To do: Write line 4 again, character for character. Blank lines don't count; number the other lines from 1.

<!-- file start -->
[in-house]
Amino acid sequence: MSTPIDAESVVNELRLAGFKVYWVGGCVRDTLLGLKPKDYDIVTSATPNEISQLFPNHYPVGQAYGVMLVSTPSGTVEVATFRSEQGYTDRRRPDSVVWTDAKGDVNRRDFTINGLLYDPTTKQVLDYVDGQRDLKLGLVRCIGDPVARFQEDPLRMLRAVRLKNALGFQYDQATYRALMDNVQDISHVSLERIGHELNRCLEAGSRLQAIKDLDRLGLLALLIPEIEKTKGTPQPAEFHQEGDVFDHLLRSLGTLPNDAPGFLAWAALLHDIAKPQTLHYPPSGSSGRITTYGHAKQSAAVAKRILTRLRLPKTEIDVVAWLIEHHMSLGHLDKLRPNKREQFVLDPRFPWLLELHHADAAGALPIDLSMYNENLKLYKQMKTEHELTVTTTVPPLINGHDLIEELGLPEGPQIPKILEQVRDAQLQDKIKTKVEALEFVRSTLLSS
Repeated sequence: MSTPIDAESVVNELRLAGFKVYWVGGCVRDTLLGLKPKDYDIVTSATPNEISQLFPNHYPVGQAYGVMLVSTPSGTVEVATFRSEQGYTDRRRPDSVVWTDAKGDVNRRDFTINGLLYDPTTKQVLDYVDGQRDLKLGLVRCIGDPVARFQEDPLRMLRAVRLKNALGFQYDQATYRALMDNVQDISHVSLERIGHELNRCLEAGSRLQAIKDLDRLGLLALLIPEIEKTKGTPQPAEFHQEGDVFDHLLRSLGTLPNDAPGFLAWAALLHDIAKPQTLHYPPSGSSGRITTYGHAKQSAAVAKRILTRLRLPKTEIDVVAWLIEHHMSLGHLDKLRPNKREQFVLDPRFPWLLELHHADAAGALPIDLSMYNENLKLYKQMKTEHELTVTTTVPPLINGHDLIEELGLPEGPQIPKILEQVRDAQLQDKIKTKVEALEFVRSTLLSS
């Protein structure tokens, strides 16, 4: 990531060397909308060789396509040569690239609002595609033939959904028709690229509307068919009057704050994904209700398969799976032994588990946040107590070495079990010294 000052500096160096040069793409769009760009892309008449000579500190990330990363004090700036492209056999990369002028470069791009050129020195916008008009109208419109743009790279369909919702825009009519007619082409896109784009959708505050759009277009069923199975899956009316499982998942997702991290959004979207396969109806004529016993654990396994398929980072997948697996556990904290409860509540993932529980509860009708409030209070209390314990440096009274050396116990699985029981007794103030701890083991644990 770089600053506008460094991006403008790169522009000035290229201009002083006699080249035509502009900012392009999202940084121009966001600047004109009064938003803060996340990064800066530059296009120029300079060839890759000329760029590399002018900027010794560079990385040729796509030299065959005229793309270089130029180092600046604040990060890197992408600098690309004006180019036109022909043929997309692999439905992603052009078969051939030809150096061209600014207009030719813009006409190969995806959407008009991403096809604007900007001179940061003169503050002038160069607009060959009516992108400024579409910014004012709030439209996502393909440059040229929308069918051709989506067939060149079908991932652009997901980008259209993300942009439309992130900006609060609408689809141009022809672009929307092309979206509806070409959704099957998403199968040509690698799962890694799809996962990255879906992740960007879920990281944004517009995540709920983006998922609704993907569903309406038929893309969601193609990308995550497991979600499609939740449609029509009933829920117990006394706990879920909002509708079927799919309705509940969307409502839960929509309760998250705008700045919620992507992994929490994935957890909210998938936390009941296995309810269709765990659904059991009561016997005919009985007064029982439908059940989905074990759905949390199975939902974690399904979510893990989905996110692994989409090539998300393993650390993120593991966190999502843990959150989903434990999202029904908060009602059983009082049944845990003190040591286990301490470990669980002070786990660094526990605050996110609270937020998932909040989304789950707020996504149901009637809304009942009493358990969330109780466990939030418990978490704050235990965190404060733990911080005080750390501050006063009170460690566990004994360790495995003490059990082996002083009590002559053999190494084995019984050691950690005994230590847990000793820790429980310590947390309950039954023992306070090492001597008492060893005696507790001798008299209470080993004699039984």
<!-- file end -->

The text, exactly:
């Protein structure tokens, strides 16, 4: 990531060397909308060789396509040569690239609002595609033939959904028709690229509307068919009057704050994904209700398969799976032994588990946040107590070495079990010294 000052500096160096040069793409769009760009892309008449000579500190990330990363004090700036492209056999990369002028470069791009050129020195916008008009109208419109743009790279369909919702825009009519007619082409896109784009959708505050759009277009069923199975899956009316499982998942997702991290959004979207396969109806004529016993654990396994398929980072997948697996556990904290409860509540993932529980509860009708409030209070209390314990440096009274050396116990699985029981007794103030701890083991644990 770089600053506008460094991006403008790169522009000035290229201009002083006699080249035509502009900012392009999202940084121009966001600047004109009064938003803060996340990064800066530059296009120029300079060839890759000329760029590399002018900027010794560079990385040729796509030299065959005229793309270089130029180092600046604040990060890197992408600098690309004006180019036109022909043929997309692999439905992603052009078969051939030809150096061209600014207009030719813009006409190969995806959407008009991403096809604007900007001179940061003169503050002038160069607009060959009516992108400024579409910014004012709030439209996502393909440059040229929308069918051709989506067939060149079908991932652009997901980008259209993300942009439309992130900006609060609408689809141009022809672009929307092309979206509806070409959704099957998403199968040509690698799962890694799809996962990255879906992740960007879920990281944004517009995540709920983006998922609704993907569903309406038929893309969601193609990308995550497991979600499609939740449609029509009933829920117990006394706990879920909002509708079927799919309705509940969307409502839960929509309760998250705008700045919620992507992994929490994935957890909210998938936390009941296995309810269709765990659904059991009561016997005919009985007064029982439908059940989905074990759905949390199975939902974690399904979510893990989905996110692994989409090539998300393993650390993120593991966190999502843990959150989903434990999202029904908060009602059983009082049944845990003190040591286990301490470990669980002070786990660094526990605050996110609270937020998932909040989304789950707020996504149901009637809304009942009493358990969330109780466990939030418990978490704050235990965190404060733990911080005080750390501050006063009170460690566990004994360790495995003490059990082996002083009590002559053999190494084995019984050691950690005994230590847990000793820790429980310590947390309950039954023992306070090492001597008492060893005696507790001798008299209470080993004699039984």